Cooling fluid 46 is used to control the temperature of tool post 36 and actuator 38 via lines 48 and 50. A temperature control unit 52 can maintain a substantially constant temperature of the cooling fluid as it is circulated through tool post 36 and actuator 38. Temperature control unit 52 can be implemented with any device for providing temperature control of a fluid. The cooling fluid can be implemented with an oil product, for example a low viscosity oil. The temperature control unit 52 and reservoir for cooling fluid 46 can include pumps to circulate the fluid through tool post 36 and actuator 38, and they also typically include a refrigeration system to remove heat from the fluid in order to maintain it at a substantially constant temperature. Refrigeration and pump systems to circulate and provide temperature control of a fluid are known in the art. In certain embodiments, the cooling fluid can also be applied to work piece 54 in order to maintain a substantially constant surface temperature of the material to be machined in the work piece.
FIG. 2 is a diagram illustrating a coordinate system for a cutting tool such as system 10. The coordinate system is shown as movement of a tool tip 62 with respect to a work piece 64. Tool tip 62 may correspond with tool tip 44 and is typically attached to a carrier 60, which is attached to an actuator. The coordinate system, in this exemplary embodiment, includes an x-direction 66, a y-direction 68, and a z-direction 70. The x-direction 66 refers to movement in a direction substantially perpendicular to work piece 64. The y-direction 68 refers to movement in a direction transversely across work piece 64 such as in a direction substantially parallel to a plane of rotation of work piece 64. The z-direction 70 refers to movement in a direction laterally along work piece 64 such as in a direction substantially perpendicular to a plane of rotation of work piece 64. The rotation of the work piece is referred to as the c-direction, as also shown in FIG. 1. If the work piece is implemented in planar form, as opposed to roll form, then the y-direction and z-direction refer to movement in mutually orthogonal directions across the work piece in directions substantially perpendicular to the x-direction.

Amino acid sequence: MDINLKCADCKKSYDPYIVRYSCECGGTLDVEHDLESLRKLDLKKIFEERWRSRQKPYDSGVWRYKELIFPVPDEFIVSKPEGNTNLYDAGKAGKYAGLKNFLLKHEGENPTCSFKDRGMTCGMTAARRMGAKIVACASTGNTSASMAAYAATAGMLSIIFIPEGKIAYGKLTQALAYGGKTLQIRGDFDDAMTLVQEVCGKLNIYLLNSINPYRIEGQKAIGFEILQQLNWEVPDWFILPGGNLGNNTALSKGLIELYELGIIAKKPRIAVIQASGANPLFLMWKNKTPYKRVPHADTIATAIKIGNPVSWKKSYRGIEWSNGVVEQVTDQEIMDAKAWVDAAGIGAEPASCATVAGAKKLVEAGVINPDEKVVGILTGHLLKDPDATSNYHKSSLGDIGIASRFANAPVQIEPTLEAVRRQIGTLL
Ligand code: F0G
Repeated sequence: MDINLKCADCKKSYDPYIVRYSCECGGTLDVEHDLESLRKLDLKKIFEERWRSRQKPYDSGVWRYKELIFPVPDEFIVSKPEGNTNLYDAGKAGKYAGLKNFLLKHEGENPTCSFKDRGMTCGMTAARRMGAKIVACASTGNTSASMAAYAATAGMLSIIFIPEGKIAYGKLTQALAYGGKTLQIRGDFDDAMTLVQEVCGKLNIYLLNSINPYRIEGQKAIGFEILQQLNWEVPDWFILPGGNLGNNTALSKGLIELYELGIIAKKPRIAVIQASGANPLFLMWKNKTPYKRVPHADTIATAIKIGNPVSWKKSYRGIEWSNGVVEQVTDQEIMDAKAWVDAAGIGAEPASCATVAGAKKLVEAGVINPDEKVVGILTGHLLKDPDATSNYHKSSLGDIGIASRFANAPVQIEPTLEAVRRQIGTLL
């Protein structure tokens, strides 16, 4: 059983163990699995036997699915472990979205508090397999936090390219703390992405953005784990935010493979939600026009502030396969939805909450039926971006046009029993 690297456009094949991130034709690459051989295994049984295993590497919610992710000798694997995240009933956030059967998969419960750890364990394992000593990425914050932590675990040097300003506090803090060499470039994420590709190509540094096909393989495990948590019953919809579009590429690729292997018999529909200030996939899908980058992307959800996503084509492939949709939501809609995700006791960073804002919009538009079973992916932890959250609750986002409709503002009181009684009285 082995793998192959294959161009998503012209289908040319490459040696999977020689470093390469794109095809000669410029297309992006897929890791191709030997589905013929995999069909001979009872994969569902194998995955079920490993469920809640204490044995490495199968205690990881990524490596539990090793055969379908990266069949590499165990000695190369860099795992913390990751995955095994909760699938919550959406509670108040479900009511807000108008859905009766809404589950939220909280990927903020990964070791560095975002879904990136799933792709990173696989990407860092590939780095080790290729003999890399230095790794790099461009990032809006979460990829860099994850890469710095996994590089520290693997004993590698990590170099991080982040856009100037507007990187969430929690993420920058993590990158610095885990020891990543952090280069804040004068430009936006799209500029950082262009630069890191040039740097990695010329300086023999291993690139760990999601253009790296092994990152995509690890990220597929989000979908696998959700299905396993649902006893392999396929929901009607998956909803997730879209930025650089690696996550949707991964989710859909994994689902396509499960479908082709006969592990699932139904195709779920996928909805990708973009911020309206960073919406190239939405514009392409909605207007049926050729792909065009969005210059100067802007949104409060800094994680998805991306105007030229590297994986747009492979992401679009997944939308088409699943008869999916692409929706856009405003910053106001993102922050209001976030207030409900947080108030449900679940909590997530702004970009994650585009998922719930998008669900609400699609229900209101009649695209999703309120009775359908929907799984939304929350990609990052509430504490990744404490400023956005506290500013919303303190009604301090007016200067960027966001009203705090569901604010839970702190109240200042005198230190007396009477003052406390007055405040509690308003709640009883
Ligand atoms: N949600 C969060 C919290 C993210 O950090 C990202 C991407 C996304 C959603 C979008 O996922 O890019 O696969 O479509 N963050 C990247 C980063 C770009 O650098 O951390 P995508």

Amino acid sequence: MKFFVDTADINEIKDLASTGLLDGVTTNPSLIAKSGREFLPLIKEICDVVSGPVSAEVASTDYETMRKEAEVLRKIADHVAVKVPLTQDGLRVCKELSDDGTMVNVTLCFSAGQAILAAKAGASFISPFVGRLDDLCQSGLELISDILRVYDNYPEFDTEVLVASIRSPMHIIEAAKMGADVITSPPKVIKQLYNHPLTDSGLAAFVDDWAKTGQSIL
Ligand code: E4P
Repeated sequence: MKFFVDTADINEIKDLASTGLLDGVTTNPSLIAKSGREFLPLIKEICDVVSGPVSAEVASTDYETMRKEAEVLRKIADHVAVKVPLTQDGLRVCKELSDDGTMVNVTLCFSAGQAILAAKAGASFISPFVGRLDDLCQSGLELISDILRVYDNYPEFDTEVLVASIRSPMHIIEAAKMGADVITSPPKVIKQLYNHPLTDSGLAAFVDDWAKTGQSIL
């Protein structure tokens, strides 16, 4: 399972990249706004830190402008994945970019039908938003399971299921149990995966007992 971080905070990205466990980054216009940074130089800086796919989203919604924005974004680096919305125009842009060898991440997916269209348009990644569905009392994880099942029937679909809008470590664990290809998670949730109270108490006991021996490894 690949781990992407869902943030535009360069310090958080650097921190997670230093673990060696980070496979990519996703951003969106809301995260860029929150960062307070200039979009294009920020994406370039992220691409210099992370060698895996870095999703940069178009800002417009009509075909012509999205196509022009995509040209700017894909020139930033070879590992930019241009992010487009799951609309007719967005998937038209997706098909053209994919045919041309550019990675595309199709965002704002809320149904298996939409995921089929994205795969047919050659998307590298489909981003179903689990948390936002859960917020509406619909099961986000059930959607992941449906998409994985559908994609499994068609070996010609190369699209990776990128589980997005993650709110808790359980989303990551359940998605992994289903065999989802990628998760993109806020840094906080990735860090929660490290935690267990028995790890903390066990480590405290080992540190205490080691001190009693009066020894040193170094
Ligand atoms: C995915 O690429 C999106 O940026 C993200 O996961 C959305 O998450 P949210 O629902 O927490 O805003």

The system 10 can be used for high precision, high speed machining. This type of machining must account for a variety of parameters, such as the coordinated speeds of the components and the work piece material. It typically must take into consideration the specific energy for a given volume of metal to be machined, for example, along with the thermal stability and properties of the work piece material. Cutting parameters relating to machining are described in the following references, all of which are incorporated herein by reference as if fully set forth: Machining Data Handbook, Library of Congress Catalog Card No. 66-60051, Second Edition (1972); Edward Trent and Paul Wright, Metal Cutting, Fourth Edition, Butterworth-Heinemann, ISBN 0-7506-7069-X (2000); Zhang Jin-Hua, Theory and Technique of Precision Cutting, Pergamon Press, ISBN 0-08-035891-8 (1991); and M. K. Krueger et al., New Technology in Metalworking Fluids and Grinding Wheels Achieves Tenfold Improvement in Grinding Performance, Coolant/Lubricants for Metal Cutting and Grinding Conference, Chicago, Ill., U.S.A., Jun. 7, 2000.